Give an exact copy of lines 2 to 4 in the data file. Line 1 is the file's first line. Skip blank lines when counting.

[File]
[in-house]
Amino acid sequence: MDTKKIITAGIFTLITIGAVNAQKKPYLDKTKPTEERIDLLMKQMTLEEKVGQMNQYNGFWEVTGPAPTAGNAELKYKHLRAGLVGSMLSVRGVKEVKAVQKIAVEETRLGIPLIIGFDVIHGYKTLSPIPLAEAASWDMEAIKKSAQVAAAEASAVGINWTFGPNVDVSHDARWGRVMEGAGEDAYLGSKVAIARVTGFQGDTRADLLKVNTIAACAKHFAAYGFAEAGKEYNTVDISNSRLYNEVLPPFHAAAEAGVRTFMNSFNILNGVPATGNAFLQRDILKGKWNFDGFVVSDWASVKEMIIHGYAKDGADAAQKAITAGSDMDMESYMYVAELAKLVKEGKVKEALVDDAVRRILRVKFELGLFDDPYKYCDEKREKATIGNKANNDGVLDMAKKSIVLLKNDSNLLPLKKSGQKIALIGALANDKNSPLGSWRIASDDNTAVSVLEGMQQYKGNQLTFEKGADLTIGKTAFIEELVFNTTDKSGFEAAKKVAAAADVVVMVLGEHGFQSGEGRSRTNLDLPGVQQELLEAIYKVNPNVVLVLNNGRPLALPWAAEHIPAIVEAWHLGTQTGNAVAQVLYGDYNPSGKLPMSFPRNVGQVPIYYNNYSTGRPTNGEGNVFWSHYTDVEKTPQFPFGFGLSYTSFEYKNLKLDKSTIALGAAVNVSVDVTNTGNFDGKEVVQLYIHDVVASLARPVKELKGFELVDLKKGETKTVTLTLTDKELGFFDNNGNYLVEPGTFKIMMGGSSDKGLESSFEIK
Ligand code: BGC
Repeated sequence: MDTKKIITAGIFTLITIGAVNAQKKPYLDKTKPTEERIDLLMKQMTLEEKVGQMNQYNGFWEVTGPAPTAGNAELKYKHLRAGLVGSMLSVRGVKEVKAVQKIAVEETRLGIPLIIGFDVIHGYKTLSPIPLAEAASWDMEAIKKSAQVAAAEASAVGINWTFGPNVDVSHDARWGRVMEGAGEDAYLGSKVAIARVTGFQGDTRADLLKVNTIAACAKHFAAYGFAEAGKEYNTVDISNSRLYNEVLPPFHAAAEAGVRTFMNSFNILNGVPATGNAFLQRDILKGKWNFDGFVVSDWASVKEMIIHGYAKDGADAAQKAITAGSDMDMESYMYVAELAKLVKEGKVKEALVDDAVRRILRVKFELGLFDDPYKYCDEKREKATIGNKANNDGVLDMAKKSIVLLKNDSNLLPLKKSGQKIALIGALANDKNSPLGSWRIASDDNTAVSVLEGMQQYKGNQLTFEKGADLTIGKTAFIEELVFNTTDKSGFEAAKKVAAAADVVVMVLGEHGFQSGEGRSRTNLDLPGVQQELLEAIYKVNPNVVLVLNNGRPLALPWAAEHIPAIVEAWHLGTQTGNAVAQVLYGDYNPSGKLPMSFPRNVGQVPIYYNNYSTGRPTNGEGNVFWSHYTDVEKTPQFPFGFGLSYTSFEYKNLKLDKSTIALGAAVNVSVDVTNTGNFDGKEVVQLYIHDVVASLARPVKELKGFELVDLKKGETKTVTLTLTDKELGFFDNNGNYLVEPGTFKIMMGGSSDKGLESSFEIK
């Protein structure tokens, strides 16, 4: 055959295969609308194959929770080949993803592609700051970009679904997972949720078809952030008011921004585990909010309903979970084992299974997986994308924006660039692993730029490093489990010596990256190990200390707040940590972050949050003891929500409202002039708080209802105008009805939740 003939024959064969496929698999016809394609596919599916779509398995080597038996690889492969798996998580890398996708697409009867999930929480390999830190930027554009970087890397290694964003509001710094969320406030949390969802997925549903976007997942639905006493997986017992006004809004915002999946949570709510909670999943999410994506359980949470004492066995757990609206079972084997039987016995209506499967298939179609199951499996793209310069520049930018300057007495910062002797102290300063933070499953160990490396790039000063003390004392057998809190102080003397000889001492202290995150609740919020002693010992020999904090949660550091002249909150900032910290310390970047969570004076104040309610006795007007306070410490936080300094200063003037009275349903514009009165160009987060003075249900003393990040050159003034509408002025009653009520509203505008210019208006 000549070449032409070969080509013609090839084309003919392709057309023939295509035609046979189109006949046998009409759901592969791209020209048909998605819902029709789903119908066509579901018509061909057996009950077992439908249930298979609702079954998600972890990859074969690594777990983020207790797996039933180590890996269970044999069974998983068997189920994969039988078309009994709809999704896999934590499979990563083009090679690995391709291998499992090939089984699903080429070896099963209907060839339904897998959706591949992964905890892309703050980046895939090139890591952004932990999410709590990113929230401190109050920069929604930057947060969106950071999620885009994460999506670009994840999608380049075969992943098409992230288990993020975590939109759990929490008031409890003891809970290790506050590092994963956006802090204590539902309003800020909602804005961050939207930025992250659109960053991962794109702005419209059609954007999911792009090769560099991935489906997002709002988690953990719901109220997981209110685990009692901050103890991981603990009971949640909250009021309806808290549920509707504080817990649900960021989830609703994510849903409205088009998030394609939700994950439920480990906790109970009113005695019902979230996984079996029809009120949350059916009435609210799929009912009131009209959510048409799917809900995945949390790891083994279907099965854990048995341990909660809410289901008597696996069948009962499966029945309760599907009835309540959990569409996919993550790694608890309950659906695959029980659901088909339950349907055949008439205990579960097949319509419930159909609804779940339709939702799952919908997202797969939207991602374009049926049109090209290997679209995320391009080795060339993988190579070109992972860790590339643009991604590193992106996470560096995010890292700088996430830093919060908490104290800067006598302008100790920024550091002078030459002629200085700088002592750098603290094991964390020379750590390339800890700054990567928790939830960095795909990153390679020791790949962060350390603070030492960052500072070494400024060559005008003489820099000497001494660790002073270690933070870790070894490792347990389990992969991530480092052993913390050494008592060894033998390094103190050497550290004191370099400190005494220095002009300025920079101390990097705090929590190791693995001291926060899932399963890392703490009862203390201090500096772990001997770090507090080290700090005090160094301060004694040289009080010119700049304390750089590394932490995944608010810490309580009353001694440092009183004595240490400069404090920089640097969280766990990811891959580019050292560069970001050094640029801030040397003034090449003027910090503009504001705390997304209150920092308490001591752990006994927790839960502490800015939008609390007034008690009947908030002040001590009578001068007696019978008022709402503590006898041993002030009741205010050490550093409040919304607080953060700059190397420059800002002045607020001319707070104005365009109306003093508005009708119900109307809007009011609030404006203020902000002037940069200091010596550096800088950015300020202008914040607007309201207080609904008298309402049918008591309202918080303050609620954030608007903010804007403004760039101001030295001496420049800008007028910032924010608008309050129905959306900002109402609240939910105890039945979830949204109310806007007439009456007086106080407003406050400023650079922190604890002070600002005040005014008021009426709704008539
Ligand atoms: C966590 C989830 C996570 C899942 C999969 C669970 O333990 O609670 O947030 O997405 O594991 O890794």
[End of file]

Amino acid sequence: MDTKKIITAGIFTLITIGAVNAQKKPYLDKTKPTEERIDLLMKQMTLEEKVGQMNQYNGFWEVTGPAPTAGNAELKYKHLRAGLVGSMLSVRGVKEVKAVQKIAVEETRLGIPLIIGFDVIHGYKTLSPIPLAEAASWDMEAIKKSAQVAAAEASAVGINWTFGPNVDVSHDARWGRVMEGAGEDAYLGSKVAIARVTGFQGDTRADLLKVNTIAACAKHFAAYGFAEAGKEYNTVDISNSRLYNEVLPPFHAAAEAGVRTFMNSFNILNGVPATGNAFLQRDILKGKWNFDGFVVSDWASVKEMIIHGYAKDGADAAQKAITAGSDMDMESYMYVAELAKLVKEGKVKEALVDDAVRRILRVKFELGLFDDPYKYCDEKREKATIGNKANNDGVLDMAKKSIVLLKNDSNLLPLKKSGQKIALIGALANDKNSPLGSWRIASDDNTAVSVLEGMQQYKGNQLTFEKGADLTIGKTAFIEELVFNTTDKSGFEAAKKVAAAADVVVMVLGEHGFQSGEGRSRTNLDLPGVQQELLEAIYKVNPNVVLVLNNGRPLALPWAAEHIPAIVEAWHLGTQTGNAVAQVLYGDYNPSGKLPMSFPRNVGQVPIYYNNYSTGRPTNGEGNVFWSHYTDVEKTPQFPFGFGLSYTSFEYKNLKLDKSTIALGAAVNVSVDVTNTGNFDGKEVVQLYIHDVVASLARPVKELKGFELVDLKKGETKTVTLTLTDKELGFFDNNGNYLVEPGTFKIMMGGSSDKGLESSFEIK
Ligand code: BGC
Repeated sequence: MDTKKIITAGIFTLITIGAVNAQKKPYLDKTKPTEERIDLLMKQMTLEEKVGQMNQYNGFWEVTGPAPTAGNAELKYKHLRAGLVGSMLSVRGVKEVKAVQKIAVEETRLGIPLIIGFDVIHGYKTLSPIPLAEAASWDMEAIKKSAQVAAAEASAVGINWTFGPNVDVSHDARWGRVMEGAGEDAYLGSKVAIARVTGFQGDTRADLLKVNTIAACAKHFAAYGFAEAGKEYNTVDISNSRLYNEVLPPFHAAAEAGVRTFMNSFNILNGVPATGNAFLQRDILKGKWNFDGFVVSDWASVKEMIIHGYAKDGADAAQKAITAGSDMDMESYMYVAELAKLVKEGKVKEALVDDAVRRILRVKFELGLFDDPYKYCDEKREKATIGNKANNDGVLDMAKKSIVLLKNDSNLLPLKKSGQKIALIGALANDKNSPLGSWRIASDDNTAVSVLEGMQQYKGNQLTFEKGADLTIGKTAFIEELVFNTTDKSGFEAAKKVAAAADVVVMVLGEHGFQSGEGRSRTNLDLPGVQQELLEAIYKVNPNVVLVLNNGRPLALPWAAEHIPAIVEAWHLGTQTGNAVAQVLYGDYNPSGKLPMSFPRNVGQVPIYYNNYSTGRPTNGEGNVFWSHYTDVEKTPQFPFGFGLSYTSFEYKNLKLDKSTIALGAAVNVSVDVTNTGNFDGKEVVQLYIHDVVASLARPVKELKGFELVDLKKGETKTVTLTLTDKELGFFDNNGNYLVEPGTFKIMMGGSSDKGLESSFEIK